Monday, February 28, 2011

Influence Driven Education

15 year old Steven (the name has been changed to protect his identity) was the kind of student that used to go to his local library regularly for peace and quiet and the opportunity to read books. He was an engaging young man who was liked by his classmates and teachers. In many ways he represented the majority of students who attend schools in the United States. Tragically, he was killed last Wednesday evening in cold blood as he approached the library he used to frequent.

I have the great honor of serving as the President of the school district where Steven was a student. As the President of this school district, a resident of Steven’s home state and a citizen of the United States, I am calling upon political leaders, educators and my fellow American citizens to completely redesign public education to ensure that students like Steven have the opportunity to get the education they need to become productive citizens. The future of our country depends upon the redesign of education to ensure that all students receive positive educational influences from to .

Our State Department of Education (DOE) recently released the state test scores and once again there is a tragically wide gap in test scores between black and Hispanic students and white and Asian students. As reported by the DOE “60% of the black or African-American 3rd graders failed to achieve proficient scores, compared with 21.4 percent for Asian students and 31 percent for whites.” Sadly, this gap has remained relatively consistent in spite of decades of focus on curriculum revision and targeted school funding. Publicly, educational leaders state that they believe that this gap can be closed. However, privately, many of these leaders know that this gap will never change with an exclusive focus on the education.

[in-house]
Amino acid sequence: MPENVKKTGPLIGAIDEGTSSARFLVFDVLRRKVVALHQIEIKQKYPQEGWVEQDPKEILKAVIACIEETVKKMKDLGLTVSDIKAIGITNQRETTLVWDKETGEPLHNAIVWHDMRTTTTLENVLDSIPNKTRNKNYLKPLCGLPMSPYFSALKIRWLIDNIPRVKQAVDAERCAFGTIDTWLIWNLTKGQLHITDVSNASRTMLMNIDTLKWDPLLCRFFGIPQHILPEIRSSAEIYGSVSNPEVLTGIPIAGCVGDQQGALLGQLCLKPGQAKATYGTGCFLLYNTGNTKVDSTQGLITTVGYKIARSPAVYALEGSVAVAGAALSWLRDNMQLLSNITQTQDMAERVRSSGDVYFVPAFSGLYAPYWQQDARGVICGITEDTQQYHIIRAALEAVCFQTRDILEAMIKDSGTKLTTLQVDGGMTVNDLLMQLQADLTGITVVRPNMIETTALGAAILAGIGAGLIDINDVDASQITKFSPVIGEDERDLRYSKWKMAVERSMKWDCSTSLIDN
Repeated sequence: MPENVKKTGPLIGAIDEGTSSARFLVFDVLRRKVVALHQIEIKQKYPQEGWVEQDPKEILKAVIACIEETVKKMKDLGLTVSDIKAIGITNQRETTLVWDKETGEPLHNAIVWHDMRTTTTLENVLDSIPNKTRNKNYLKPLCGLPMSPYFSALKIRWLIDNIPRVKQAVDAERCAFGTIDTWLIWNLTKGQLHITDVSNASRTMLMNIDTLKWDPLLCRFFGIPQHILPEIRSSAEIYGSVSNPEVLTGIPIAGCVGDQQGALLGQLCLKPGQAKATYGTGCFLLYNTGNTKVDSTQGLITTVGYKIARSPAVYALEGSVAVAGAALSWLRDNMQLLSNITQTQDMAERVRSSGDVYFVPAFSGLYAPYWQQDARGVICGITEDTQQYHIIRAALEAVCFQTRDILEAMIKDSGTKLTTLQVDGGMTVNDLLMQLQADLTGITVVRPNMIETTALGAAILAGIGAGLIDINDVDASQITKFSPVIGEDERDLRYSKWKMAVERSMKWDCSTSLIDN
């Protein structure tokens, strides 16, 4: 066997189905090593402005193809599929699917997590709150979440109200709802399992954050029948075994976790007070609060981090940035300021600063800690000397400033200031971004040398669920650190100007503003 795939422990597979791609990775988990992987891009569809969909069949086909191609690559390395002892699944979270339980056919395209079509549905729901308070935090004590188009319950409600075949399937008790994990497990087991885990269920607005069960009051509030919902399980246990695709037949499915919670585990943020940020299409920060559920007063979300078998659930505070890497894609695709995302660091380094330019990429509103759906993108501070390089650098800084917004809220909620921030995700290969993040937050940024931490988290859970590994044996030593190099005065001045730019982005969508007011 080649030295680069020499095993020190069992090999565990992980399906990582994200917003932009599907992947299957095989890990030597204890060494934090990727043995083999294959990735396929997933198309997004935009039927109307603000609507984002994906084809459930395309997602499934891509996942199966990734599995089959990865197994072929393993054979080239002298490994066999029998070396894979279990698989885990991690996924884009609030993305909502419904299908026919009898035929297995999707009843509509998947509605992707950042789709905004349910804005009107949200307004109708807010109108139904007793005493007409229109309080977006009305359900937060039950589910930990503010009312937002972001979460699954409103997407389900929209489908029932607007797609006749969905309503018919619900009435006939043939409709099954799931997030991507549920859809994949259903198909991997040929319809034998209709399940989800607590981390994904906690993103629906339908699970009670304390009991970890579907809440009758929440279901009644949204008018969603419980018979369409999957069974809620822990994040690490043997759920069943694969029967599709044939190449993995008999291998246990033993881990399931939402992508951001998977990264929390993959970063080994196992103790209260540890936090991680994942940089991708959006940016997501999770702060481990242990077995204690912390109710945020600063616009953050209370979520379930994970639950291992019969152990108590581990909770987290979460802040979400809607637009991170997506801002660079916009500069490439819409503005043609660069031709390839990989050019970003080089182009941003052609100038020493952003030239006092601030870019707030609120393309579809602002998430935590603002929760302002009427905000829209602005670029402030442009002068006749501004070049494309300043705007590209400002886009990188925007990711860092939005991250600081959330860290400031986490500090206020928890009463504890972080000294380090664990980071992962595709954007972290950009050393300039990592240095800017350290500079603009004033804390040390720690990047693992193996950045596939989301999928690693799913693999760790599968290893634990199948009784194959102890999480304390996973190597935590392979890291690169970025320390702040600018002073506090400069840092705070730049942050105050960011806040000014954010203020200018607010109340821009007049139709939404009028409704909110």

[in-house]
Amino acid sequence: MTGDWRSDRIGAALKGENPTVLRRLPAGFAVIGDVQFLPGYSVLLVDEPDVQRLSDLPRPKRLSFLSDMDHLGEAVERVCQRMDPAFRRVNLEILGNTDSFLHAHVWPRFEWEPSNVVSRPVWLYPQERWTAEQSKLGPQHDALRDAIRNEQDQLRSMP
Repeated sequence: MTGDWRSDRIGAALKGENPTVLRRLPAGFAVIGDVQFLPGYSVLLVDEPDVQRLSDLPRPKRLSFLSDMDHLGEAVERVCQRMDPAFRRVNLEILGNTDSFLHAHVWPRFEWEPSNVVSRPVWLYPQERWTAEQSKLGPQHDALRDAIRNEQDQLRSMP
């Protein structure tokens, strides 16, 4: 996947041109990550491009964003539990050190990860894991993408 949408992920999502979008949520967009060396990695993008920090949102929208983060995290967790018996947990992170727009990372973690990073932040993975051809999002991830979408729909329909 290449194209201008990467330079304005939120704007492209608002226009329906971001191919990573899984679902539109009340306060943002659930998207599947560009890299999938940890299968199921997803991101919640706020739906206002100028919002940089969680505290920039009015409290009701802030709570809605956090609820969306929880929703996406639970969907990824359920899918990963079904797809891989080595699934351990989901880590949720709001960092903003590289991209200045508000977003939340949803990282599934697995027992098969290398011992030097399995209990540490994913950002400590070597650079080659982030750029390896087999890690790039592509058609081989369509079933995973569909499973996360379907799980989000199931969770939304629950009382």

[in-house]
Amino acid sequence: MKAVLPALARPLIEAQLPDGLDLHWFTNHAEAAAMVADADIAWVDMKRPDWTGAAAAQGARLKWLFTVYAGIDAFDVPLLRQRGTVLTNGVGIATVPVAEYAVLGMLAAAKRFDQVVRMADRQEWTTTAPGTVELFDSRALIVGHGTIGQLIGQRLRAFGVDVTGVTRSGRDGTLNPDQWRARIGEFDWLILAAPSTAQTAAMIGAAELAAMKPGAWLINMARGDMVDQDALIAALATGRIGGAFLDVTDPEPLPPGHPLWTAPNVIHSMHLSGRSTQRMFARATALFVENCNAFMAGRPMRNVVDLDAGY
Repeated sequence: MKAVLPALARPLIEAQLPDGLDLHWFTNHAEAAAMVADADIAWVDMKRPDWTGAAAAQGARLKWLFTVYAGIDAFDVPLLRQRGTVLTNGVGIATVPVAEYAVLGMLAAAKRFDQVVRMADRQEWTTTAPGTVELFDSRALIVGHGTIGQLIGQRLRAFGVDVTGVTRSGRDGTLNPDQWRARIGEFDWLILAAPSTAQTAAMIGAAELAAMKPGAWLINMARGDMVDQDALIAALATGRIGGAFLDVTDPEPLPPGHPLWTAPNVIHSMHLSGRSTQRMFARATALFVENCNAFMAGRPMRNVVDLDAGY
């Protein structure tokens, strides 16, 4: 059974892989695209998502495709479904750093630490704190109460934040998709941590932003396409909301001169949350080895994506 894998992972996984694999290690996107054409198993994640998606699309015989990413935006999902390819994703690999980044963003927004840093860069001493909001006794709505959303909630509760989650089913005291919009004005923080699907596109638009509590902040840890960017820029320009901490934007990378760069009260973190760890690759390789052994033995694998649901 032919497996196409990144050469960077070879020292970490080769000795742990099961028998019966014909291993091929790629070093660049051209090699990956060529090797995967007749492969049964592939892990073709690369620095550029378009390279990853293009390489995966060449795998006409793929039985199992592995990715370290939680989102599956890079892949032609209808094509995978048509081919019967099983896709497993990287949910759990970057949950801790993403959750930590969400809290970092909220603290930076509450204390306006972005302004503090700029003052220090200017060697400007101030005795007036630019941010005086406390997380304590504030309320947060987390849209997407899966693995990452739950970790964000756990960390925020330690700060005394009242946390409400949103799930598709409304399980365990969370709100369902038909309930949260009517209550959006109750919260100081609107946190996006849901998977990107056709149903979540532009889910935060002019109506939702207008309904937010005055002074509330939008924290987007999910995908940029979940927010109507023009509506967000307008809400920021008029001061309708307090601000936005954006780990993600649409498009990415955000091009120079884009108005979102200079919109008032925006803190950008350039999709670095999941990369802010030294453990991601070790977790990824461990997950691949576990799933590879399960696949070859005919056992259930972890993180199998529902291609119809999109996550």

As a school board member who has served on public, private and charter school boards I am convinced that the quality of the curriculum and teaching provided students in schools is a vitally important component of their learning. However, as someone who has established and run after-school programs for students and their parents I have learned that the influences in the lives of students outside of school are more important to their academic success.

Unfortunately, current education policy assumes that a student’s classroom experiences account for 100% of the positive influence they need to succeed in school. It is clear that influences outside of school account for at least 50% (and probably more like 75%) of the educational influences in a student’s life since students spend more than 70% of their day outside of a classroom. However, funding does not reflect this fact.

Steven was yet another of the hundreds of thousands of victims of negative community influences. He was not a member of a local gang in his hometown. However, he was killed by a gang member and was clearly a victim of the negative forces in his neighborhood. Tragically, our district has applied for funding from government and nonprofit organizations to create programs for students like Steven that would enable us to provide the positive educational influence from 3pm to 8pm that these students need to succeed in school and stay alive. However, we have not received funding because of the almost exclusive focus of public and foundation dollars on the education of students.